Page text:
My six year old son is firmly addicted to Zoo Tycoon. It is my policy to allow him almost unlimited access to the things that give him such deep satisfaction, as long as they aren’t made entirely of sugar, don’t involve physical danger to his sister, or come in the shape of a gun or sword. For example, when he was two, I let him repeat certain (cursed) episodes of Elmo, until he was satisfied. Psychologically positive for him. Psychologically damaging for me. But no matter. I was doomed anyway.
Lately, he’s not really into TV. Now it’s all about games. Crash Bandicoot 1, 2, 3, 4, 11, Crash Vs. Sonic, Crash Bandicoot Tricycle Racing, etc. When he is in the throes of obsession with a game, and is allowed to play it a lot, he achieves this kind of zenlike calm in the other aspects of his life. Now, zenlike calm for Benny is another’s child’s neurotic excitement, so it’s not like he’s actually calm, but it makes him a lot easier to deal with in general. In my understanding of it, it’s like giving his brain a hamster wheel to run on, so that he can get rid of all that extra intellectual energy. I could be completely wrong in the head. It’s just how we do things around here. We do actually learn things. Sometimes we even learn things from games. But first we have to become dangerously addicted.
I knew that the game had really taken hold when he was getting dressed and said to me, “Child one is having trouble with the buttons on his shirt.” Later I heard, “Child two is hungry, and can’t find anything to eat.” The game, you see, reports on the various animals in the zoo, and when they’re having trouble, or are unhappy, or have given birth, or something, it gives you a polite message. Now Benny gives me polite messages about his status, in a robotic voice. Useful actually.
Another useful feature is the hand signs he’s using to show me when he’s pleased or displeased. When you do something nice for an animal in your zoo, like giving it foliage from its native habitat or getting it a mate or something, a little green smiley face rises up from its head. If you do something that makes it irritated, like taking away the favored ratio of salt water to deciduous forest terrain, for example, or putting a carnivorous dinosaur in with it, a little red frown face goes up from its head. So now, when Benny is having an emotion, he pumps his arm up and down over his head with his hand cupped into a C – either pointing up in a smile, or pointing down in a frown. Useful. Hey, my child is hyperlexic. If he’s communicating an emotion, no matter how crazy it looks, that’s a plus for me.
Here are some more educational benefits that I’m using to justify… rationalize… explain… defend… my child’s infatuation with this game:
Reading: All the messages, animals, objects, and whatnot in the zoo have to be read, obviously. And this includes some serious words like coniferous and orangutan and sargassum.
Logic: If you want wildebeests and zebras to get along in the same exhibit, you have to balance their desires to create a habitat they can both agree on. If you want baby zebras, that is. And you do. Oh, how you do.
Botany: Which plants go with which terrain and which geographical location? It’s no good putting bamboo in the snow! There are little popup descriptions to help you figure out how to create your perfect exhibit. These contain some kind of scientific information, I’m sure.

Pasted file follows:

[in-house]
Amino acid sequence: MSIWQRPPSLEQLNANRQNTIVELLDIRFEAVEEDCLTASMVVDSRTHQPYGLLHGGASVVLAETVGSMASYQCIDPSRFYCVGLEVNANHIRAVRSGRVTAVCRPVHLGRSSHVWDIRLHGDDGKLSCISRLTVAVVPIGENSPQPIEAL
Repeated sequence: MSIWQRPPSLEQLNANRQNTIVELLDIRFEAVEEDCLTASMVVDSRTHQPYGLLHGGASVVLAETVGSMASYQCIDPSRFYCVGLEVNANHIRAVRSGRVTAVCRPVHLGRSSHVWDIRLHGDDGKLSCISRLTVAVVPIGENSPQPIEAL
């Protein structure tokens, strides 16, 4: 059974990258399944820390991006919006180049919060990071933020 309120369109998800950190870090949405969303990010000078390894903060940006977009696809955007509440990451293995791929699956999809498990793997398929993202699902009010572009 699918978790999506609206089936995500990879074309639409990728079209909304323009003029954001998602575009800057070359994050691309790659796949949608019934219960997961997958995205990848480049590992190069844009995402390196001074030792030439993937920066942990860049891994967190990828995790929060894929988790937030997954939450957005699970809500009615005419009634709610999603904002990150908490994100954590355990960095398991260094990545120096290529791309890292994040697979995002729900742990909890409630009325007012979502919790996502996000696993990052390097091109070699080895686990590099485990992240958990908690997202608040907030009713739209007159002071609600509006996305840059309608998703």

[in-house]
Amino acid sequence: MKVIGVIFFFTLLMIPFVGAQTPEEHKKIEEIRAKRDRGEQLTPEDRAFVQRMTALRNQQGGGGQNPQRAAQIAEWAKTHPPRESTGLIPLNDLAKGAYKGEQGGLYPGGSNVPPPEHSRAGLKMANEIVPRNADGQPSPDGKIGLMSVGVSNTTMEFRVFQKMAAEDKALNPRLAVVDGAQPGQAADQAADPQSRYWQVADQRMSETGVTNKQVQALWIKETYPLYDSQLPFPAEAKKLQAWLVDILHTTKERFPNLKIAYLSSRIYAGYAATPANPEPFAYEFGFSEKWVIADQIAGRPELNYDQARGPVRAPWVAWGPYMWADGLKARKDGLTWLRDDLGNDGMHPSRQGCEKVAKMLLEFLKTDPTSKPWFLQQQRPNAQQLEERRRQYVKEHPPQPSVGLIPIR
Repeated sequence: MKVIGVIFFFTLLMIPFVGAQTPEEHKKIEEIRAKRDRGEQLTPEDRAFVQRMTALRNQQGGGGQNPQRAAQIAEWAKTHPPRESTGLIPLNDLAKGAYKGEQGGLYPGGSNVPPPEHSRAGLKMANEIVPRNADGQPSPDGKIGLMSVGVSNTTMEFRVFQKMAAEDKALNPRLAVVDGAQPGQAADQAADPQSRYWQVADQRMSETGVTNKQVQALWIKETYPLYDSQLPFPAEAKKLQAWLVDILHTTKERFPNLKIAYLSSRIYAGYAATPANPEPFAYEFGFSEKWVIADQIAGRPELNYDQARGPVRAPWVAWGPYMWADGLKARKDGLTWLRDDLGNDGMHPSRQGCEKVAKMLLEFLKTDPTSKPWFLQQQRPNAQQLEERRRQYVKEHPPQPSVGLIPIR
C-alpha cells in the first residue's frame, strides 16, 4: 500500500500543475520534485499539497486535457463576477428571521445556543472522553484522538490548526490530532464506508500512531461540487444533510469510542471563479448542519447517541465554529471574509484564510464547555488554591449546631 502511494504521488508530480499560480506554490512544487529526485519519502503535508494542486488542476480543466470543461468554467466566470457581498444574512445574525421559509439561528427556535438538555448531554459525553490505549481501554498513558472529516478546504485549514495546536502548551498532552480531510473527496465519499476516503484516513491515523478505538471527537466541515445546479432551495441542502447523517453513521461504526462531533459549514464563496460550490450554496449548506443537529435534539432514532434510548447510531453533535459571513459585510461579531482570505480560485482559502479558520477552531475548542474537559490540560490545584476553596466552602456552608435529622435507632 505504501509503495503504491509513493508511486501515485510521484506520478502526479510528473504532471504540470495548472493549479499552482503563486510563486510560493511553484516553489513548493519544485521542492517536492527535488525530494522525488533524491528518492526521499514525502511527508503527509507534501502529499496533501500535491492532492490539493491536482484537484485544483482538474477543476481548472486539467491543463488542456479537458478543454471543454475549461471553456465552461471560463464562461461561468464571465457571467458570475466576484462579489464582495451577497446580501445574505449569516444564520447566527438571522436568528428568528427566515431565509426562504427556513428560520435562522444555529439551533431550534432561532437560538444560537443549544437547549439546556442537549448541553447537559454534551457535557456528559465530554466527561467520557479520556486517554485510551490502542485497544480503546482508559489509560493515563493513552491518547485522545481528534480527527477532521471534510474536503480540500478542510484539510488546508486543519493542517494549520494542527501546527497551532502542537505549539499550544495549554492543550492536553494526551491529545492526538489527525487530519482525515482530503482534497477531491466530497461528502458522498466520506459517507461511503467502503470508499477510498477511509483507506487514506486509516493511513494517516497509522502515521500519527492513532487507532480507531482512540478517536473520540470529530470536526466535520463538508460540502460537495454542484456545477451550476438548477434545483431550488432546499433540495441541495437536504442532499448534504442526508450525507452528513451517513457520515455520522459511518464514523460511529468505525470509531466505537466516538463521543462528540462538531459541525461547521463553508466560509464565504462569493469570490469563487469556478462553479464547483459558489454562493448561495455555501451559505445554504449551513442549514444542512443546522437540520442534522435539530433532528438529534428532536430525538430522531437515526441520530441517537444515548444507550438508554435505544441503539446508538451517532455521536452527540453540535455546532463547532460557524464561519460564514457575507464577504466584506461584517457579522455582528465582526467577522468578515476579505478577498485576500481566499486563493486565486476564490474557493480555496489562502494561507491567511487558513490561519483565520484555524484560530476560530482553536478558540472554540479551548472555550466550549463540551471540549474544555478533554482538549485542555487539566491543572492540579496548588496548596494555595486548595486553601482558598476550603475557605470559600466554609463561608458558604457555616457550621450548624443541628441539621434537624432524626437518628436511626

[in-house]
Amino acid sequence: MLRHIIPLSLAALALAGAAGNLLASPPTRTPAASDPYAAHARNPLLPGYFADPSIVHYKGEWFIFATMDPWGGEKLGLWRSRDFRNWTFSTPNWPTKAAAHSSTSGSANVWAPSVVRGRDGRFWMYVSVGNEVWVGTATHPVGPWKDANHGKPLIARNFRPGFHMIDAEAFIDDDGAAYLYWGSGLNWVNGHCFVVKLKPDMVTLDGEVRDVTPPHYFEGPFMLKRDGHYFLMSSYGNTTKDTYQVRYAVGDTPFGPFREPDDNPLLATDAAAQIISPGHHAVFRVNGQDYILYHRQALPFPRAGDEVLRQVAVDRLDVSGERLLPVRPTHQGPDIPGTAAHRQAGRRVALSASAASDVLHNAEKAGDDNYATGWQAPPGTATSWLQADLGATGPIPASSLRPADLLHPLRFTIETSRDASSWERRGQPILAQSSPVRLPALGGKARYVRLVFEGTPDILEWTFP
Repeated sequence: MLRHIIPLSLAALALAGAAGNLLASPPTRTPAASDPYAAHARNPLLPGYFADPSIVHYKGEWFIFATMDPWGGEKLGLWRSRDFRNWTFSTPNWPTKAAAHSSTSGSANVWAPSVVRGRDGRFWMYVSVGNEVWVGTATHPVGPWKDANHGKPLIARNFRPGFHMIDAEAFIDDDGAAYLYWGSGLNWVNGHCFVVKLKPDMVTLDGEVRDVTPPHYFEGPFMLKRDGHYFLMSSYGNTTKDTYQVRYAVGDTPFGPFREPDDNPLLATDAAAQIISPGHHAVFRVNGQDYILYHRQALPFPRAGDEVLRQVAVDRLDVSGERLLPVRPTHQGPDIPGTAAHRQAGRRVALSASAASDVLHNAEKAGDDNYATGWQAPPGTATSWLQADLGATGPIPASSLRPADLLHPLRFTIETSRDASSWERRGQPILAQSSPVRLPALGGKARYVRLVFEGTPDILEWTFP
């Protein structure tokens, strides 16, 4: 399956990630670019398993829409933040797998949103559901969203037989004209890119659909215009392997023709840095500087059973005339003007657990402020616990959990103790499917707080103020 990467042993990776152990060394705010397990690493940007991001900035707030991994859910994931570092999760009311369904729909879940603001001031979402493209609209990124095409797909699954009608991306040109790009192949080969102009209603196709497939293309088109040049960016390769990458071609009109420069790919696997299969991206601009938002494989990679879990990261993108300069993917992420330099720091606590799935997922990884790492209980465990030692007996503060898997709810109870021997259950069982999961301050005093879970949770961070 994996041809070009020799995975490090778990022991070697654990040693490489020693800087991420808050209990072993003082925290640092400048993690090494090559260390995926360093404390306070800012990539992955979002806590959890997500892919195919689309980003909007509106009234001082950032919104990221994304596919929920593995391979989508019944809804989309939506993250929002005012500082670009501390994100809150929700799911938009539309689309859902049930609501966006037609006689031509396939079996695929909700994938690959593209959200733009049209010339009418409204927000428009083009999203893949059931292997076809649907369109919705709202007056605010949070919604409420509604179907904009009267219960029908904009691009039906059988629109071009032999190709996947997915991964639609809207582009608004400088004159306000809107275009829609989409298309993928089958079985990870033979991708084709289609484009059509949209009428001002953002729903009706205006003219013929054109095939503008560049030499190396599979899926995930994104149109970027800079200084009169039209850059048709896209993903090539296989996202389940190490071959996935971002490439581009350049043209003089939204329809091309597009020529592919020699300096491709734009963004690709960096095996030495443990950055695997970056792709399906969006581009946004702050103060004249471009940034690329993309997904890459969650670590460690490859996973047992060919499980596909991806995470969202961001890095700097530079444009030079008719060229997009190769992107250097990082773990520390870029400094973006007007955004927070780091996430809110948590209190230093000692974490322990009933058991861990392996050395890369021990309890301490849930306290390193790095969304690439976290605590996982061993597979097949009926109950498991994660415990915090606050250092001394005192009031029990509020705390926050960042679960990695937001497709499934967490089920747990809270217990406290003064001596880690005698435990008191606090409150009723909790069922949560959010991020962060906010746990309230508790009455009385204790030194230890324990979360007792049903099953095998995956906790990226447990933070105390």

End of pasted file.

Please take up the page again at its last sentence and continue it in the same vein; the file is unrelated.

Zoology: Obviously. What do the different animals eat, drink, play with, and require in terms of happiness? Where do they live? How do they interact with each other? How many babies do they have?
Multitasking: You have to make sure the guests have enough restrooms, the animals have enough caretakers, the zoo has enough garbage cans, the researching is ongoing, the exhibits are making money, and a million other things, all at once, to create a profitable zoo.
Decision making: The ice cream stand next to the chimps isn’t making money. Should you move it? Close it? Replace it with a hot dog stand? The Japanese Serow is unpopular. Should you get another one and hope they have a baby? Or replace with a moose?
Math: Increase and decrease the price of admission, food, souvenirs. Mess with the staff salaries. Spend more on marketing. Spend less on research. If you increase the admission, will you decrease the number of guests?
Psychology: What do the guests want when they come to the zoo? How can you keep your number of angry guests low? Lots of baby animals, enough rest rooms, no overflowing trash cans, and a well placed frozen yogurt stand… and benches!
There’s a whole lot more to the game, like designing your own marine animal shows, using scientists to hatch dinosaurs from eggs, planting decorative foliage around your zoo, raising and lowering the terrain. Building a playground. Organizing traffic flow. The complexities seem to be nearly endless.
If I were to present all this material to my six-year-old piece by piece, he would never ever grasp it. Nor would he want to. When he sits down to play this game, however, it’s all incidental. He wants the orcas to be happy so they’ll do their tricks, and he loves to see baby chimpanzees. He has been playing this game relentlessly for weeks. Will it get him into college? No. But just think – if he should happen to be put in charge of a hypothetical zoo where you pay everyone at your whim and you can cure a sick animal by waving a syringe around? He’d be so prepared!!!
Is this all one of those grand unschooly rationalizations for spending time playing games instead of slaving over math worksheets? Absolutely! And you know, I just like hearing him say, “Mommy, I made another well-suited rainforest exhibit! Come see!”
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